Different types of interviews to prepare for.
Interview topics you should develop for questions.
The design tools you use matter.
A welcoming attitude is the best first step in the interview process
Interviewing someone, or being interviewed by someone else, is one of those things that most of us would rather avoid. This is understandable, but do you realize that we all are involved in the interview process one way or another on a regular basis in our lives? For example, when you bought your last car you probably asked the sales associate a lot of important questions, and at your last medical checkup you were probably asked a lot of personal questions.
We are involved in interviews all the time without realizing it. The question is, how good at it are we? Do we ask the right questions in order to steer the conversation towards the answers that we are looking for? Are we able to respond quickly and succinctly to questions that put us on the spot? Are we able to take those skills and apply them in the world of PCB design to the interview process? If you’re not sure, then these recommendations for PCB design interview questions will help.
What Kind of Interview Are You Preparing For?
The word “interview” usually brings to mind the process of looking for a job. That perspective is only natural considering that is the side of the interview table that the majority of us are most familiar with. There are, however, other types of interviews as well. You may be interviewing someone to work for you or you may be vetting a service provider such as a PCB contract manufacturer. Interestingly enough, many of the questions in these interviews will be the same.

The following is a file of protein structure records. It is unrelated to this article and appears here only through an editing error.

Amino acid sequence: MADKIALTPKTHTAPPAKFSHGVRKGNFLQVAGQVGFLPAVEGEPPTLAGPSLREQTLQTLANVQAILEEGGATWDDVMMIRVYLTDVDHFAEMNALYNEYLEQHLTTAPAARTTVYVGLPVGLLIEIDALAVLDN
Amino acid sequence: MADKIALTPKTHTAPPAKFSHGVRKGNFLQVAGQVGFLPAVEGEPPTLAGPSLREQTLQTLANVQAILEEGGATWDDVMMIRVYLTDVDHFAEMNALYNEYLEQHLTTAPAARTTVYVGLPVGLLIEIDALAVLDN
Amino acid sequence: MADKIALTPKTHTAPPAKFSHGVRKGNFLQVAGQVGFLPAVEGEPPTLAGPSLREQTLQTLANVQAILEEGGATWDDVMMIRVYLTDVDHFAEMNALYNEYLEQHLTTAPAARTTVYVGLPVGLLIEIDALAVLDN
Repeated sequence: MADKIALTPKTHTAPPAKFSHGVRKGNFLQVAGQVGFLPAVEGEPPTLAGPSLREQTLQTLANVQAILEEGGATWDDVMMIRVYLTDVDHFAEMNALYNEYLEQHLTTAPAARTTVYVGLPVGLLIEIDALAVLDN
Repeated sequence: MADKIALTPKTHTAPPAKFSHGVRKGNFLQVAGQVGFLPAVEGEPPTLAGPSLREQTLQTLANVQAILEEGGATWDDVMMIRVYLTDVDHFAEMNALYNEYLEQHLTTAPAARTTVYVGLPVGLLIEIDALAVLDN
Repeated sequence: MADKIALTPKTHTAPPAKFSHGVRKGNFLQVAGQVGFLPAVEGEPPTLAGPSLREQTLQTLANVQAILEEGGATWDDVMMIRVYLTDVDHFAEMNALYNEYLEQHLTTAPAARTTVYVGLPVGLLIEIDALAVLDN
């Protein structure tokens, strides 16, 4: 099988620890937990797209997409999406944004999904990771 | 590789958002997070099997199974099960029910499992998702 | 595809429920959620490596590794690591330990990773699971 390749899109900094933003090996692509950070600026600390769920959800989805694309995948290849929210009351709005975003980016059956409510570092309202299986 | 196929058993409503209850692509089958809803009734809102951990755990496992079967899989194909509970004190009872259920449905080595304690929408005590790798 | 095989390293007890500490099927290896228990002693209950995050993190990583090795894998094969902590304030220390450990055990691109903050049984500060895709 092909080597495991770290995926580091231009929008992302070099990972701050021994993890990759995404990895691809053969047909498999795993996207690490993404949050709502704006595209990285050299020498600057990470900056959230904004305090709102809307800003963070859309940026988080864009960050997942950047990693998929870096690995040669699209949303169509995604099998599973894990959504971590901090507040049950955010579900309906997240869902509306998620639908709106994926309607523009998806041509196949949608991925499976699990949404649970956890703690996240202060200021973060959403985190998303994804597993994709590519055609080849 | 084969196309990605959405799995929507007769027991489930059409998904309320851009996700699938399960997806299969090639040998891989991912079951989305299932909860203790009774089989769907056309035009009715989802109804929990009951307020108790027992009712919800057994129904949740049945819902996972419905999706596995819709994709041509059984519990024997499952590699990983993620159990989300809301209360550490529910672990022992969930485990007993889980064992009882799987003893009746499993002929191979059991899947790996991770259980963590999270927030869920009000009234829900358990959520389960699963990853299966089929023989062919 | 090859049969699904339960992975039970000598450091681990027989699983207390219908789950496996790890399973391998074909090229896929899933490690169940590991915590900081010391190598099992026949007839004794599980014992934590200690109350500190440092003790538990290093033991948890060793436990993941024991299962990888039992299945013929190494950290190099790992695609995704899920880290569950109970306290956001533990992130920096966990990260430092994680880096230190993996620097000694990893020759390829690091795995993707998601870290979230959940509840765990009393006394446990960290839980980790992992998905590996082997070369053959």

Before we look at those questions, let’s go through some basic interview tactics first:
Be prepared before you start. This isn’t just a matter of having a list of questions, it is also knowing what it is that you are looking for and what you expect the results to be.
Make the person you are interviewing with feel comfortable. An interview shouldn’t be a matter of ambushing someone to get the right answers. Instead, it should be an honest exchange of information to evaluate whether or not there will be a good fit.
If you are being interviewed, you should be prepared with examples of your work as well as questions about the company culture and workflow.